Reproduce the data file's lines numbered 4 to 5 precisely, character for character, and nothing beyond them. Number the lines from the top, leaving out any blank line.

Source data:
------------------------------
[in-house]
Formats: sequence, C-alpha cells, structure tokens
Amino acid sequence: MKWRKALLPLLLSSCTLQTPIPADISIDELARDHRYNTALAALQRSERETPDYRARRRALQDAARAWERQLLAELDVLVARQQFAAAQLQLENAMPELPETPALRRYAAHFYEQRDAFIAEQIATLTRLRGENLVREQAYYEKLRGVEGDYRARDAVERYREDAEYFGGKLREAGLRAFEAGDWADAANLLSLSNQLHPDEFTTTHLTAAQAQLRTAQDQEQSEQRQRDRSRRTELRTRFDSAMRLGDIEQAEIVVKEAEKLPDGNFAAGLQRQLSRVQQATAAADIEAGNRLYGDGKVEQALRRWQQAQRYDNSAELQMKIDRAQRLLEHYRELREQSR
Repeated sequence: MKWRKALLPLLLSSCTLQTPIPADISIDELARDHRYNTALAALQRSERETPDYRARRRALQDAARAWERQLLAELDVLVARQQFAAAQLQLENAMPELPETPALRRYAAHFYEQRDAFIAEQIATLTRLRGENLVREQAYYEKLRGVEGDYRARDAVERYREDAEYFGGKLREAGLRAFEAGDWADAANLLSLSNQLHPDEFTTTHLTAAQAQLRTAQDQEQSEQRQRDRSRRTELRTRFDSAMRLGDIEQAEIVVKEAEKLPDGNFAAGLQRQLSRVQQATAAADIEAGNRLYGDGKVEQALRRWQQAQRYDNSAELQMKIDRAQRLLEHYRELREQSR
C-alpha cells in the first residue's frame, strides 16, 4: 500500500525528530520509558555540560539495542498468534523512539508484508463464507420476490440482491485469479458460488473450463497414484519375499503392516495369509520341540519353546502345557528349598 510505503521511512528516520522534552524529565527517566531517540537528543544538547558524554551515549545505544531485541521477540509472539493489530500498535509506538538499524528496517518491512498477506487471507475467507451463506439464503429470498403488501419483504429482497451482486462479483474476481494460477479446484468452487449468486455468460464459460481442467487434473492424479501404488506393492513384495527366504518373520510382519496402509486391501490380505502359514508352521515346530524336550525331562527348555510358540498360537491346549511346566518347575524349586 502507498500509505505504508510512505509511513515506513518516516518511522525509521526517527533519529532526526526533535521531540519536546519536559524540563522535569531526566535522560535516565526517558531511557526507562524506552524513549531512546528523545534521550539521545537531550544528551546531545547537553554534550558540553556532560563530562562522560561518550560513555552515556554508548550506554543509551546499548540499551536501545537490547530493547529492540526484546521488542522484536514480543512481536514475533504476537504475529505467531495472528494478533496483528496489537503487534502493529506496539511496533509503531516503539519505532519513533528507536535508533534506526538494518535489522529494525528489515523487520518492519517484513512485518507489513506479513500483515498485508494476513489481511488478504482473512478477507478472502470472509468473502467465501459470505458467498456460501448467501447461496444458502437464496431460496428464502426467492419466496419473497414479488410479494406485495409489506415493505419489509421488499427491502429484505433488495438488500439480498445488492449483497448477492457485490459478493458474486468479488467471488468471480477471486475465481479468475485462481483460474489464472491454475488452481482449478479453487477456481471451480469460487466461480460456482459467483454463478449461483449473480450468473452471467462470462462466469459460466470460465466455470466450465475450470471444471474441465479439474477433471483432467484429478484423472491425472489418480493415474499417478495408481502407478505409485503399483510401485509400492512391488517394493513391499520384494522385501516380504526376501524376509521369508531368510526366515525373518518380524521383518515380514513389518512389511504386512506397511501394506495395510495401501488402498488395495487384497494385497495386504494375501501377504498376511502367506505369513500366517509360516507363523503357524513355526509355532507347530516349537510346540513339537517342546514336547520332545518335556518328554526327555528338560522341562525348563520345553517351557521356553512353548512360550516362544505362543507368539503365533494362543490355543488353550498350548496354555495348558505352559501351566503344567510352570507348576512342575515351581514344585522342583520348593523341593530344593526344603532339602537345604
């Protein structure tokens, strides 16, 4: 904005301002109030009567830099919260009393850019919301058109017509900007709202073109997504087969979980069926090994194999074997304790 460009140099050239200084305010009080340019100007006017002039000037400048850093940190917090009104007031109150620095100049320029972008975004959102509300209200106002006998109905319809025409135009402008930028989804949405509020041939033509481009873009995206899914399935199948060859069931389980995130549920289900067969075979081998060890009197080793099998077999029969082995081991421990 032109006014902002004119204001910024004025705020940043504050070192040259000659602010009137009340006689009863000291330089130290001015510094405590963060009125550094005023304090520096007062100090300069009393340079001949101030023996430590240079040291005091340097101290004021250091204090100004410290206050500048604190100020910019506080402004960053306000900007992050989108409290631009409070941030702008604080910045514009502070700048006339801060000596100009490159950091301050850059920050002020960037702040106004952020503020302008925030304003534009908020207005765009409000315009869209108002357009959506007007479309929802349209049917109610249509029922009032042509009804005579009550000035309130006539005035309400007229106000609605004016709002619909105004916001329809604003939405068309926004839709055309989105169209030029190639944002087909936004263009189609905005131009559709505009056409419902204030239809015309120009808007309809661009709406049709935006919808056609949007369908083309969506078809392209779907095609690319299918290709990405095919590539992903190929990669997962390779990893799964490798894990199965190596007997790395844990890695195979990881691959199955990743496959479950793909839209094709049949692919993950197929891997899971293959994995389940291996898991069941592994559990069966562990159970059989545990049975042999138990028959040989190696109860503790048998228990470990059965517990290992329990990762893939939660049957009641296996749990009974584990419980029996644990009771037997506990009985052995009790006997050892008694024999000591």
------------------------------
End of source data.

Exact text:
Repeated sequence: MKWRKALLPLLLSSCTLQTPIPADISIDELARDHRYNTALAALQRSERETPDYRARRRALQDAARAWERQLLAELDVLVARQQFAAAQLQLENAMPELPETPALRRYAAHFYEQRDAFIAEQIATLTRLRGENLVREQAYYEKLRGVEGDYRARDAVERYREDAEYFGGKLREAGLRAFEAGDWADAANLLSLSNQLHPDEFTTTHLTAAQAQLRTAQDQEQSEQRQRDRSRRTELRTRFDSAMRLGDIEQAEIVVKEAEKLPDGNFAAGLQRQLSRVQQATAAADIEAGNRLYGDGKVEQALRRWQQAQRYDNSAELQMKIDRAQRLLEHYRELREQSR
C-alpha cells in the first residue's frame, strides 16, 4: 500500500525528530520509558555540560539495542498468534523512539508484508463464507420476490440482491485469479458460488473450463497414484519375499503392516495369509520341540519353546502345557528349598 510505503521511512528516520522534552524529565527517566531517540537528543544538547558524554551515549545505544531485541521477540509472539493489530500498535509506538538499524528496517518491512498477506487471507475467507451463506439464503429470498403488501419483504429482497451482486462479483474476481494460477479446484468452487449468486455468460464459460481442467487434473492424479501404488506393492513384495527366504518373520510382519496402509486391501490380505502359514508352521515346530524336550525331562527348555510358540498360537491346549511346566518347575524349586 502507498500509505505504508510512505509511513515506513518516516518511522525509521526517527533519529532526526526533535521531540519536546519536559524540563522535569531526566535522560535516565526517558531511557526507562524506552524513549531512546528523545534521550539521545537531550544528551546531545547537553554534550558540553556532560563530562562522560561518550560513555552515556554508548550506554543509551546499548540499551536501545537490547530493547529492540526484546521488542522484536514480543512481536514475533504476537504475529505467531495472528494478533496483528496489537503487534502493529506496539511496533509503531516503539519505532519513533528507536535508533534506526538494518535489522529494525528489515523487520518492519517484513512485518507489513506479513500483515498485508494476513489481511488478504482473512478477507478472502470472509468473502467465501459470505458467498456460501448467501447461496444458502437464496431460496428464502426467492419466496419473497414479488410479494406485495409489506415493505419489509421488499427491502429484505433488495438488500439480498445488492449483497448477492457485490459478493458474486468479488467471488468471480477471486475465481479468475485462481483460474489464472491454475488452481482449478479453487477456481471451480469460487466461480460456482459467483454463478449461483449473480450468473452471467462470462462466469459460466470460465466455470466450465475450470471444471474441465479439474477433471483432467484429478484423472491425472489418480493415474499417478495408481502407478505409485503399483510401485509400492512391488517394493513391499520384494522385501516380504526376501524376509521369508531368510526366515525373518518380524521383518515380514513389518512389511504386512506397511501394506495395510495401501488402498488395495487384497494385497495386504494375501501377504498376511502367506505369513500366517509360516507363523503357524513355526509355532507347530516349537510346540513339537517342546514336547520332545518335556518328554526327555528338560522341562525348563520345553517351557521356553512353548512360550516362544505362543507368539503365533494362543490355543488353550498350548496354555495348558505352559501351566503344567510352570507348576512342575515351581514344585522342583520348593523341593530344593526344603532339602537345604